The annual Booker Prize longlist is a “holiday” read: there is a glamour about this prize. It is more alluring than the didactic International Booker, whose motto seems to be “LITERATURE IN TRANSLATION IS UNDER-READ,” (but is it?) or the more relaxed, where-are-all- the-women Women’s Prize, formerly known as the Orange Prize. (That said, I have best luck with the longlisted books for the Women’s Prize.)
The 2022 Booker longlist was announced today.
I love the Booker. I became obsessed with it when I discovered Ruth Prawer Jhabvala’s Booker-winning novel, Heat and Dust. I read a review in the Chicago Tribune, and when I found the book at a local store, it came with a Booker Prize sticker.
But you want to know about this year’s longlist! There are many fascinating titles, but the list is heavily weighted by Americans: six Americans, three Britons, two Irish, one from Zimbabwe, and one Sri Lankan. (Source: The Guardian.)
The inclusion of so many Americans is disappointing to us Anglophiles, because we use the list to learn about British and (formerly)”Colonial” literature. We have our own American prizes.
I have read one novel on the longlist, Oh William!, by the American Pulitzer Prize winner, Elizabeth Strout, who writes so gracefully she is like a prose ballerina. I loved My Name Is Lucy Barton, a piercingly lyrical novel about a complicated mother-daughter relationship, and Lucy’s escape to New York, where she reinvents herself as a writer. Her latest novel, Oh William!, is a sequel. Lucy pities her ex-husband, William, whose second wife has just left him, taking their daughter with her. Lucy, his first wife, left him years ago, taking their two daughters, and seems to have set a precedent.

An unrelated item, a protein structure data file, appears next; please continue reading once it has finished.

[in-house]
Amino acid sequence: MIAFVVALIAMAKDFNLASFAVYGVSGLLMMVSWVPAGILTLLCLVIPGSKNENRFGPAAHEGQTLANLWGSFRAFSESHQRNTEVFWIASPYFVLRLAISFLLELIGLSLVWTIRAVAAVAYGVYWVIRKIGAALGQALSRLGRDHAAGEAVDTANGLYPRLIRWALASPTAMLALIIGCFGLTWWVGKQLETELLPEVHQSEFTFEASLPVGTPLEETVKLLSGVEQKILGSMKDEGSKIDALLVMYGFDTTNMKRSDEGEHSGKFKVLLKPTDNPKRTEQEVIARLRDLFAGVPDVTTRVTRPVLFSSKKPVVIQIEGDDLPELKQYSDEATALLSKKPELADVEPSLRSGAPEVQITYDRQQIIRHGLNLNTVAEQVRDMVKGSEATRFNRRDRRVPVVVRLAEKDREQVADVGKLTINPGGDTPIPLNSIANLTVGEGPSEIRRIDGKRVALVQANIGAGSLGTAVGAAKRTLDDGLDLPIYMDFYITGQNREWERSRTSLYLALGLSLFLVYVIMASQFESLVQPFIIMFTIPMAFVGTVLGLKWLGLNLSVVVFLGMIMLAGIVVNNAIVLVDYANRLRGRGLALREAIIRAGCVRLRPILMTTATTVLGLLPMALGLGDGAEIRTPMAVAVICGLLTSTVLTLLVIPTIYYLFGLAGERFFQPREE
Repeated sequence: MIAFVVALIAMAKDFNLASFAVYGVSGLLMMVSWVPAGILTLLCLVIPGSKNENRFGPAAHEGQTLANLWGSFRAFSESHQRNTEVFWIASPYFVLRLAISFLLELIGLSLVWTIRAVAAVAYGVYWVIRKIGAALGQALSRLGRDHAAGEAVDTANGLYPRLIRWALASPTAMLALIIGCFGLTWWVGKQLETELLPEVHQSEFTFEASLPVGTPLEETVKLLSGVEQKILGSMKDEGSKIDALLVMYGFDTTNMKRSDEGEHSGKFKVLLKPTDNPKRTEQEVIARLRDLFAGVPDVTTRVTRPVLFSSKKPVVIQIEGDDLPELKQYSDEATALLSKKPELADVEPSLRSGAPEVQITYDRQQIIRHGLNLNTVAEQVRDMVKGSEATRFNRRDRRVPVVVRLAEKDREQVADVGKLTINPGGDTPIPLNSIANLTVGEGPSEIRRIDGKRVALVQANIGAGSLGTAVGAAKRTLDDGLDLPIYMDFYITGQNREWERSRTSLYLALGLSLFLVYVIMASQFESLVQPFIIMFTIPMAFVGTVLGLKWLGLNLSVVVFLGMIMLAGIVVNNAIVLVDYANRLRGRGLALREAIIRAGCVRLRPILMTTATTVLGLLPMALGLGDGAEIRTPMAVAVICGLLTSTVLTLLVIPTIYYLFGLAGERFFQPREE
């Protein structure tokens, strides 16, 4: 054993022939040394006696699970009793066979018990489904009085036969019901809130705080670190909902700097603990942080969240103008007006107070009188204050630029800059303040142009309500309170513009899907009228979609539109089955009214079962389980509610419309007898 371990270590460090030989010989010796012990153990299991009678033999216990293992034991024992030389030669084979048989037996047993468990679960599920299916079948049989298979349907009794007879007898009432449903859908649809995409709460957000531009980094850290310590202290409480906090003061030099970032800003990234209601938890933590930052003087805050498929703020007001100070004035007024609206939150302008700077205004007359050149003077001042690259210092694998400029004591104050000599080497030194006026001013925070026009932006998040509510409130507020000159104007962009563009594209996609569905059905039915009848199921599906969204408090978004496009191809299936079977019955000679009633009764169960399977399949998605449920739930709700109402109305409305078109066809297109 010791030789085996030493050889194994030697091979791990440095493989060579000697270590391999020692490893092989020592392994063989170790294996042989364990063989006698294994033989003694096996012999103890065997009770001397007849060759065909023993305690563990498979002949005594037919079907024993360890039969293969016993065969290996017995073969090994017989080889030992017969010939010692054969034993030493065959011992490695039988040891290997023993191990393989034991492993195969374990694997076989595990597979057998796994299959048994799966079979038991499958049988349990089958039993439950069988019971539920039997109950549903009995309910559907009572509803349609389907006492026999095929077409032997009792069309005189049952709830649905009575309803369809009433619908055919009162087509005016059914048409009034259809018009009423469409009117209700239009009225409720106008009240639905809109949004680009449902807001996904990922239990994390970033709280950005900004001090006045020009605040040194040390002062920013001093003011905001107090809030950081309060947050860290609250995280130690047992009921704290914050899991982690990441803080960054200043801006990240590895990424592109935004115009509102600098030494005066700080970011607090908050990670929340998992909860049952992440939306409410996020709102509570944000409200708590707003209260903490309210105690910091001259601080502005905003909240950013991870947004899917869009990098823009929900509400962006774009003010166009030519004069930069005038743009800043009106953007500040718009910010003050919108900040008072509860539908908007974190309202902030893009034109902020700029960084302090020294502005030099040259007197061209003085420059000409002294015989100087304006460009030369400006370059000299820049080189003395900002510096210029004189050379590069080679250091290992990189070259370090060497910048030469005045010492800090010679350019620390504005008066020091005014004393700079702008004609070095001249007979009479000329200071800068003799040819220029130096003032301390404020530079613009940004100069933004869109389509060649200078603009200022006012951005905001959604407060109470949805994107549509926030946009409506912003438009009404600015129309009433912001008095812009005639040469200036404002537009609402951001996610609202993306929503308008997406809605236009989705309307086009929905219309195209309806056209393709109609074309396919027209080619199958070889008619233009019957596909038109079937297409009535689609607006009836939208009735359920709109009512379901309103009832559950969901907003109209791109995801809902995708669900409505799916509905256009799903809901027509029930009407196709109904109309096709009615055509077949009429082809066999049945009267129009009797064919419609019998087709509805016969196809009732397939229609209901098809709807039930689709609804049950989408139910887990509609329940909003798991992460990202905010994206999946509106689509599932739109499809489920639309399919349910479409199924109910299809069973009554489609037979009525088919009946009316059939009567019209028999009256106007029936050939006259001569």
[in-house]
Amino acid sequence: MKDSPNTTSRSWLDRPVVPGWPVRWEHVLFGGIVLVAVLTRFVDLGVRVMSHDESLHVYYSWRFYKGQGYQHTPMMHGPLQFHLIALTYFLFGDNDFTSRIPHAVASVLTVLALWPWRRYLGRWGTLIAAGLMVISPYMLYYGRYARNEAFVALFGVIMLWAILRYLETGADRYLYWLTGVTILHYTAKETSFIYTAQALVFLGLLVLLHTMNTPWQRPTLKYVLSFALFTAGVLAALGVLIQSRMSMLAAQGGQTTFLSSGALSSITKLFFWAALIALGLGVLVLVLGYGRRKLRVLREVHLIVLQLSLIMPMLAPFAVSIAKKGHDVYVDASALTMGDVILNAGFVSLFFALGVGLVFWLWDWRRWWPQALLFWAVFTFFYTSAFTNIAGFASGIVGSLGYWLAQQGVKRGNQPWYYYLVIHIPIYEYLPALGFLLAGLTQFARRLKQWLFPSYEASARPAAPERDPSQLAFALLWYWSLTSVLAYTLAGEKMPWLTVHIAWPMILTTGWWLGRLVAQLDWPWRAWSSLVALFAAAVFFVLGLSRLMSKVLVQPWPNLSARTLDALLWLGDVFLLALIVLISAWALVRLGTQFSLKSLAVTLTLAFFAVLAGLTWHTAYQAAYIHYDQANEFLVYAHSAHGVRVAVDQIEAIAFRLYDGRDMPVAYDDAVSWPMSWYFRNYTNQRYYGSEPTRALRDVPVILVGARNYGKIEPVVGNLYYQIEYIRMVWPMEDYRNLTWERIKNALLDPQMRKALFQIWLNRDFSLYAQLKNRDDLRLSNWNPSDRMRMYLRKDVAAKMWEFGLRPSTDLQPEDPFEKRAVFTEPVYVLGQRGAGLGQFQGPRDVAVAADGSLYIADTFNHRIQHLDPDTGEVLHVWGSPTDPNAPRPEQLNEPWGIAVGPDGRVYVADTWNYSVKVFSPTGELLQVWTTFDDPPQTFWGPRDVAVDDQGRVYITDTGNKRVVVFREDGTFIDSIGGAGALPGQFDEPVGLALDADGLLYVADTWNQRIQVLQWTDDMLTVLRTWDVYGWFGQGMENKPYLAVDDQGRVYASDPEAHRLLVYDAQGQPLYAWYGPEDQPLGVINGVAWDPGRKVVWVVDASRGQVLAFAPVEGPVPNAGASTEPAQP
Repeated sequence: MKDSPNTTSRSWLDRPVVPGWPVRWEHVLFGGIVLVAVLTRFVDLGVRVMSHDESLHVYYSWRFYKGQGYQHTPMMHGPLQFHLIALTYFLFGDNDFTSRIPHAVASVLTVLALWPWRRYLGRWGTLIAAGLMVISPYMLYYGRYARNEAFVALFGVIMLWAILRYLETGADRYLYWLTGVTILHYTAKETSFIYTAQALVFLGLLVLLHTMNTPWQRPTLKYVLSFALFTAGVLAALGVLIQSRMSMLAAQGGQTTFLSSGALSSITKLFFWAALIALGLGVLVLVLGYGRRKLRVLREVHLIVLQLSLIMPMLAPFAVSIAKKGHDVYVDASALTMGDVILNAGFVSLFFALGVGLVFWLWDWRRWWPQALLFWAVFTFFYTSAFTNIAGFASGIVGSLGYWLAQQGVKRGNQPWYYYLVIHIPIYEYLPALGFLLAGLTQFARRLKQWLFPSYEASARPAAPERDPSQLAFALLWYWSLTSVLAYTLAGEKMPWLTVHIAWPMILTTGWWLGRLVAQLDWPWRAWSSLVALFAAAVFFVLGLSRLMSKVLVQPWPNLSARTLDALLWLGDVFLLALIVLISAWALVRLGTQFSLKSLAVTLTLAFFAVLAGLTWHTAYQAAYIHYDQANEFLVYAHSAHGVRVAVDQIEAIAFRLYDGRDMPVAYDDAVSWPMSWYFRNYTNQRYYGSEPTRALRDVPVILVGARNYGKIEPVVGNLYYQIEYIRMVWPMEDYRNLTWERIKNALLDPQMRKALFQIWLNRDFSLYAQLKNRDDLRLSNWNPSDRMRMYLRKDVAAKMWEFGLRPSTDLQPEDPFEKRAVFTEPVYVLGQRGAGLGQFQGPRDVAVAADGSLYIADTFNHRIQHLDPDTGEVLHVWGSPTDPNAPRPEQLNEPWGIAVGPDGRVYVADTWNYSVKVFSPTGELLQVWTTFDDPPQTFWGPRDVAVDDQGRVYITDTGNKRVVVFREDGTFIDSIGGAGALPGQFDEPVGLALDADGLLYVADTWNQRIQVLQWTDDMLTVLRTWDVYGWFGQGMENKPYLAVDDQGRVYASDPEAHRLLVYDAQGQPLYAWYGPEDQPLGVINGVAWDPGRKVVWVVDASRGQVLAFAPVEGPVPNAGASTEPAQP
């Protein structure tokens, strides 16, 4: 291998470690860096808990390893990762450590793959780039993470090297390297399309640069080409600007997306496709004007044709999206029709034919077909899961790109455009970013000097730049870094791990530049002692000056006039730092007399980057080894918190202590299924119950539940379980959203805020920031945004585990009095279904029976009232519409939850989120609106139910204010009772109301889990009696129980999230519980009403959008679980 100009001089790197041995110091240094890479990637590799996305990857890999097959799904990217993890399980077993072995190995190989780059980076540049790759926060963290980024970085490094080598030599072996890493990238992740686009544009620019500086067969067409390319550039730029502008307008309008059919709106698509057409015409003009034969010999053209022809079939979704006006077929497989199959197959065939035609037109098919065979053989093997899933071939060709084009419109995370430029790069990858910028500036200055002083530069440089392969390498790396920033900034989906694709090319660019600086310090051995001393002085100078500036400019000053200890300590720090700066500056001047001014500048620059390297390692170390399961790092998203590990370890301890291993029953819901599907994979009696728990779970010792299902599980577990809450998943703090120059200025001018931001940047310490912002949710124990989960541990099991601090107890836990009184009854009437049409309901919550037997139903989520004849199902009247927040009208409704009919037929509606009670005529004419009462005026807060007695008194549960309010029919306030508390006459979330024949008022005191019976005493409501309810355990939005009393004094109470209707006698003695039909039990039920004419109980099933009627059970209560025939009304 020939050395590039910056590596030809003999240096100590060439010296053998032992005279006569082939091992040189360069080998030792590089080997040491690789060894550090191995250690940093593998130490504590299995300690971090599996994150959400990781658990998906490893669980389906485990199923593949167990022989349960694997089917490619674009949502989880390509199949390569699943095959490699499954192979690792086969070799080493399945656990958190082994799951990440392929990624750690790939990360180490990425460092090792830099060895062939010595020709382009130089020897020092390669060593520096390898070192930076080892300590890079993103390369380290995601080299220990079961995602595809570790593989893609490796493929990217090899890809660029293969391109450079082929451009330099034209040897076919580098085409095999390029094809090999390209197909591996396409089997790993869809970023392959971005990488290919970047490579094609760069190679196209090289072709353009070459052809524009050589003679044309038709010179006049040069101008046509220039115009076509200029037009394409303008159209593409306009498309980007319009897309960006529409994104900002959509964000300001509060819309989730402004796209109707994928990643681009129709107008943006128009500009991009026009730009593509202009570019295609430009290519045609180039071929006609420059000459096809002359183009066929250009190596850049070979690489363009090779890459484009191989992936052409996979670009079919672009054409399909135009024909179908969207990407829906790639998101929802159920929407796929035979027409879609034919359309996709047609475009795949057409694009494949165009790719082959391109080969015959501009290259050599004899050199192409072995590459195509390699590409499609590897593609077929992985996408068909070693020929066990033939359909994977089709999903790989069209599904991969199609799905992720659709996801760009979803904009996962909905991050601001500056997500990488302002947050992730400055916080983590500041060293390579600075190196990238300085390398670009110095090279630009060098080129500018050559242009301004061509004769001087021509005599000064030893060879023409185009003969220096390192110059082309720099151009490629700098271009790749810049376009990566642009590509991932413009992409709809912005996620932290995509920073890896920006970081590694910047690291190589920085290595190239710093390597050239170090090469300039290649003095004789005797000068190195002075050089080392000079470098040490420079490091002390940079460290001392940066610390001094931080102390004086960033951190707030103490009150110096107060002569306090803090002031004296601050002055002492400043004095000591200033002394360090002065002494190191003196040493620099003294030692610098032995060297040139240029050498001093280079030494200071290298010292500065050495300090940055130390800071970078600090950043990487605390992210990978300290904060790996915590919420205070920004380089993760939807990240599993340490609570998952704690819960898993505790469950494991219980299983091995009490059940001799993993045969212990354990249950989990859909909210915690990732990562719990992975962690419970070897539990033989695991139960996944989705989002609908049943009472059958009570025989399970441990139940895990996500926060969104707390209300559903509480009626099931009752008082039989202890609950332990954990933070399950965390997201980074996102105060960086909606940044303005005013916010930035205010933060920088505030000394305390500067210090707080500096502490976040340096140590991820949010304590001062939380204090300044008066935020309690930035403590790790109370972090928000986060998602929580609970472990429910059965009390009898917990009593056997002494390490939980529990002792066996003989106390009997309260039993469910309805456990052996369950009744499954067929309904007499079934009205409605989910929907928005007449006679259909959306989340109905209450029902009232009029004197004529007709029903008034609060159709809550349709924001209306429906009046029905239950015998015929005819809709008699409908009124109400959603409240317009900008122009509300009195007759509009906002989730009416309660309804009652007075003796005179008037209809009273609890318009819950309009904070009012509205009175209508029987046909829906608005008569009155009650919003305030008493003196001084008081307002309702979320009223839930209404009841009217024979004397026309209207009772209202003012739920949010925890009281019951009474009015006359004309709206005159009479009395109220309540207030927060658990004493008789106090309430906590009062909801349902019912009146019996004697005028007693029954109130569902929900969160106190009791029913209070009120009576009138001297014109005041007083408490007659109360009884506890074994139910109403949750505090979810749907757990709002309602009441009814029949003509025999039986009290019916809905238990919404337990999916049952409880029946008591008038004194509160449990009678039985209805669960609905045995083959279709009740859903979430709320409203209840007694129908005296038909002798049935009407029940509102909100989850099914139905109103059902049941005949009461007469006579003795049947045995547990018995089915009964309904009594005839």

I enjoy the eclectic work of the American writer, Karen Joy Fowler, who has experimented with genre over the years, including science fiction/historical fiction (Sarah Canary) and women’s fiction (The Jane Austen Book Club). Her masterpiece, We Are All Completely Beside Ourselves, was shortlisted for the Booker Prize in 2013 and and won the PEN/Faulkner Award in 2014 – a family novel, about a psychologist’s daughter who is raised with a chimp, Fern, whom she regards as her sister – and then Fern disappears. Fowler is nominated this year for her historical novel, Booth, apparently an unusual take on the story of Lincoln’s assassin, which is described at Goodreads as “an epic and intimate novel about the family behind one of the most infamous figures in American history.”
As a child, I was a fan of the award-winning British children’s author, Alan Garner. My favorite was The Owl Service (I still have my copy), though I’m a little vague about the others. Garner has been longlisted for his new adult book, Treacle Walker, which is published by a small press in the UK. I would love to read this novel, but alas! it is not available in the U.S.
I would like to read Selby Wynn Schwartz’s After Sappho. (I have never heard of this author but am a fan of all the Greek lyric poets.) According to The Guardian, this novel “is a fragmented collective biography of female artists and writers in the late 19th and early 20th century – women pushing at the bounds of an oppressive society and asserting their desire to study, create, and love other women. It’s lyrical, scholarly, passionate and entirely unique.” Again, there is the small press problem. This book is not available in the U.S.
Below is the complete Booker prize 2022 longlist! Let me know if you’ve read any of these.
Glory by NoViolet Bulawayo
Trust by Hernan Diaz
The Trees by Percival Everett
Booth by Karen Joy Fowler
Treacle Walker by Alan Garner
The Seven Moons of Maali Almeida by Shahan Karunatilaka
Small Things Like These by Claire Keegan
Case Study by Graeme Macrae Burnet
The Colony by Audrey Magee
Maps of Our Spectacular Bodies by Maddie Mortimer
Nightcrawling by Leila Mottley
After Sappho by Selby Lynn Schwartz
Oh William! by Elizabeth Strout